December 11, 2016

Pagespeed Insights: How to Use a Website Speed Test

Google Ranks Sites Based on How Fast They Load

How to Use a Website Speed TestLearn how and why you should use a website speed test to find out how fast it loads.  You don’t want to be penalized for a slow page load time on your site. Google and other search engines are emphasizing how quickly pages load, especially on mobile devices, as part of the 200+ elements of their ranking algorithms.

To further prove the point, there is also keen interest in the new Accelerated Mobile Pages Project. (Click the link to find out more)

Many things can affect how quickly a website loads, but one of the biggest drags on page load time are large images, or more specifically, HEAVY images.

Site visitors evaluate a web page in 5-8 seconds by scanning it before they decide to actually read the content. Images can help visitors get a sense of what the site is about, whether graphics or pictures.

Case Study: Images and Page Load Time

We audit all websites that we work with at the beginning to set a benchmark and to look for opportunities to improve website performance.

One client had unusually slow page load time on a fairly small site without much text and virtually no video. Some hosting companies offering cheap hosting can be the cause of slow site load speeds because of high server load when they host thousands of sites on one server.

We ran website speed tests on some of the other sites on the server and they were loading faster than the client, so it had to be something else.

When we looked at the Media library for the site, we noticed that the pictures were all a million bytes or more and many of them were 2.2 megabytes per picture. Those take a LOT longer to load than image files of 100,000 bytes or less and increase the page load time considerably.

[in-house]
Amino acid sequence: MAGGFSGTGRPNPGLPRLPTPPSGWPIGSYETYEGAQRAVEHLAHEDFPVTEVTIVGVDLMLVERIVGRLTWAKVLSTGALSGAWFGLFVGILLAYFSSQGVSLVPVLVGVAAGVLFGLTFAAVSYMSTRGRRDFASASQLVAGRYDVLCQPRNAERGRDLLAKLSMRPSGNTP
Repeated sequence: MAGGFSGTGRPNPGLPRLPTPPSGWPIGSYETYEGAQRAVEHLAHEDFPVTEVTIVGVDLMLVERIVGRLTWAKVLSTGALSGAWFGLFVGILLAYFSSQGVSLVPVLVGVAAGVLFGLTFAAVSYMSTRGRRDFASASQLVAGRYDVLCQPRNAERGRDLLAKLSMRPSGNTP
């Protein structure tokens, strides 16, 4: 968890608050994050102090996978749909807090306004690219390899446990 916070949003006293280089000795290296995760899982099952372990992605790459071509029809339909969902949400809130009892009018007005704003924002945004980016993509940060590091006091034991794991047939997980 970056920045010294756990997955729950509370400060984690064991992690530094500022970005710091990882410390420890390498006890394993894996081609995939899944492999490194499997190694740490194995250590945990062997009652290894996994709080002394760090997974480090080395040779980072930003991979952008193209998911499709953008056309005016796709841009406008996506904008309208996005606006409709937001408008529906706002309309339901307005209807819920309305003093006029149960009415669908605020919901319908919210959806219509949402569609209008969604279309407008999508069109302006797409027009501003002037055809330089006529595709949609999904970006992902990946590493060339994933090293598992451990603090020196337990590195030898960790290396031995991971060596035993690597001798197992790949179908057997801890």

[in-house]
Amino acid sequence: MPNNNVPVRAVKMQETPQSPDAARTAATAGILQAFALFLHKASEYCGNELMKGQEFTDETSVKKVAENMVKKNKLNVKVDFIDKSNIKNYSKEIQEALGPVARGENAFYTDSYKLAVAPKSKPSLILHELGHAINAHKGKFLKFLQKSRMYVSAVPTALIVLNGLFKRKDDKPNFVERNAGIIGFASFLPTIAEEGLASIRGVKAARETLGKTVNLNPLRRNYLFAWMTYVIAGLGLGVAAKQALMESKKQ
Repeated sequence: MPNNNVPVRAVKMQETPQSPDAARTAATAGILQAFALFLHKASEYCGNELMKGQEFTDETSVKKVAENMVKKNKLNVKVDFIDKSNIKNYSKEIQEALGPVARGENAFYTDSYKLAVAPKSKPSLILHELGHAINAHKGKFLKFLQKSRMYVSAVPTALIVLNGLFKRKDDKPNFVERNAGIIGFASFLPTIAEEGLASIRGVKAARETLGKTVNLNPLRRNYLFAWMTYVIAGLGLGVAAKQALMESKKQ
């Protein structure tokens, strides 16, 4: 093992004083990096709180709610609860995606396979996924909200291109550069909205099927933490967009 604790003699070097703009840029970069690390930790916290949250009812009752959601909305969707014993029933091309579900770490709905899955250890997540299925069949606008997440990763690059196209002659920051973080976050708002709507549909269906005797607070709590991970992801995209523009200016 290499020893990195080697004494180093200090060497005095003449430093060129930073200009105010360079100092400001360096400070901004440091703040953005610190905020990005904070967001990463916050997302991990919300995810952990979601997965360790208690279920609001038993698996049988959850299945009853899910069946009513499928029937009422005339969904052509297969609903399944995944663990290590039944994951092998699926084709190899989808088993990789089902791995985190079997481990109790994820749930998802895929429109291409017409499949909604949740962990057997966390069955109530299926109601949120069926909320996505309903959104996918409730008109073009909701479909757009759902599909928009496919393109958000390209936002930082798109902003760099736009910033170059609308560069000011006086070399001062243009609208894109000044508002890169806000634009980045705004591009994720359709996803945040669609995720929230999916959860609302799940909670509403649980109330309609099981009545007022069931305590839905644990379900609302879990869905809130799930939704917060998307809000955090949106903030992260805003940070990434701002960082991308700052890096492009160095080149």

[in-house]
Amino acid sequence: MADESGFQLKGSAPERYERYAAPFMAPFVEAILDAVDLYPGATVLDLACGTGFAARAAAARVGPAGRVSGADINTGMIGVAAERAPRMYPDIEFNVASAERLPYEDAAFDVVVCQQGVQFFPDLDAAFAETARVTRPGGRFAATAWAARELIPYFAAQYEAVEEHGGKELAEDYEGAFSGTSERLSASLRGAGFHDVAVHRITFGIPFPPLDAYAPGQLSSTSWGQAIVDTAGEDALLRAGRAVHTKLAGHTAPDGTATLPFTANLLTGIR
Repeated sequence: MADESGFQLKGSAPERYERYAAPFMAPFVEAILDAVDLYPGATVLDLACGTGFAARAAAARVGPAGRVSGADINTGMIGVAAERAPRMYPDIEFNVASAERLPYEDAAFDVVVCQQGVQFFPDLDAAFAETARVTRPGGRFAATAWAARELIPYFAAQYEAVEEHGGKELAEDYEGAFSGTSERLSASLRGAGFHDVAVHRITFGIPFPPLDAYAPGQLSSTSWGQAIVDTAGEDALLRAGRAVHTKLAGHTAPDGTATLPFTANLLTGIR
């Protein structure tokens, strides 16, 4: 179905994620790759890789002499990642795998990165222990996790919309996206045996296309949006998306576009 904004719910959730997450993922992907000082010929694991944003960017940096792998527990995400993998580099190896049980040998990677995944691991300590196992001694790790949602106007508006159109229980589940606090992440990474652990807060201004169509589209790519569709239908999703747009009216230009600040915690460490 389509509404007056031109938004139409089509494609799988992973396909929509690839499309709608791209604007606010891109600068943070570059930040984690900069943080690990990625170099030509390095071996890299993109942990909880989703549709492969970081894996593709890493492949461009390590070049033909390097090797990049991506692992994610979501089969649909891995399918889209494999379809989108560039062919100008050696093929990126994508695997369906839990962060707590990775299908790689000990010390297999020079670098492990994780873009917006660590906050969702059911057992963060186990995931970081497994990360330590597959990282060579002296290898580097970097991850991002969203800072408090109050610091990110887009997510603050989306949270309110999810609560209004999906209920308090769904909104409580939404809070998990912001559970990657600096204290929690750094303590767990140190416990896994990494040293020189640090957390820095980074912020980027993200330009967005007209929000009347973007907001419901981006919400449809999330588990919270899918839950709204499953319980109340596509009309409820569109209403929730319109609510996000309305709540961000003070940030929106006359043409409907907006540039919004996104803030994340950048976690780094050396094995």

The client was uploading pictures to his site without reducing the DPI (Dots Per Inch) before uploading. These heavy files were taking a long time to load! [Read more…]

Website and Internet Marketing Definitions (April 8, 2011)

Added this week to my Internet Marketing Glossary at

Alt Tags
Alt tags area form of meta tags used to provide more information about an image on a website. The tags are added by the webmaster when the images are put on a web page. Originally, alt-tags were designed for people with impaired vision to use browsers that would read the tags to the user letting them know more about the image. Search engines began using the information when indexing web pages.

Header Tags (or Headline Tags)
Header tags (H1, H2, H3, etc) are used to highlight text on a webpage, usually in headlines or sub-headlines, and are sometimes used by search engines to determine what a page is about, so it’s important to include appropriate keywords for the website and page in particular in header or H1 tags.

One of many programming languages used to control web pages, among other things. However, Javascript is not understood very well by search engines and many will suggest avoiding it when build navigation on web pages.

Lead Magnet
Something of value that you give away, usually on a squeeze page, in exchange for getting an email address and name. (Some call this an ethical bribe) The lead magnet is often delivered electronically, such as a report, white paper, newsletter, spreadsheet or software.

Content put on a webpageor blog post that is designed to attract a lot of attention and specifically links from other sites. Inbound links from other websites help with search engine ranking (and links on other sites can help build awareness and traffic.) Linkbait can be something creative or funny or provacative. Lists are especially popular. It could be a glossary. It could be a video, survey, picture or even a live feed.

Meta Descriptions
Meta description code is usually what shows up on a SERP as the description of what the web page is all about. Some search engines use the meta description in their algorithms to determine how the page should be indexed, so it’s important to use preferred keywords in meta descriptions. If a meta description is not included for a page, the search engines show a random piece of text from the site, so it’s important to write specific meta descriptions for each page of your website.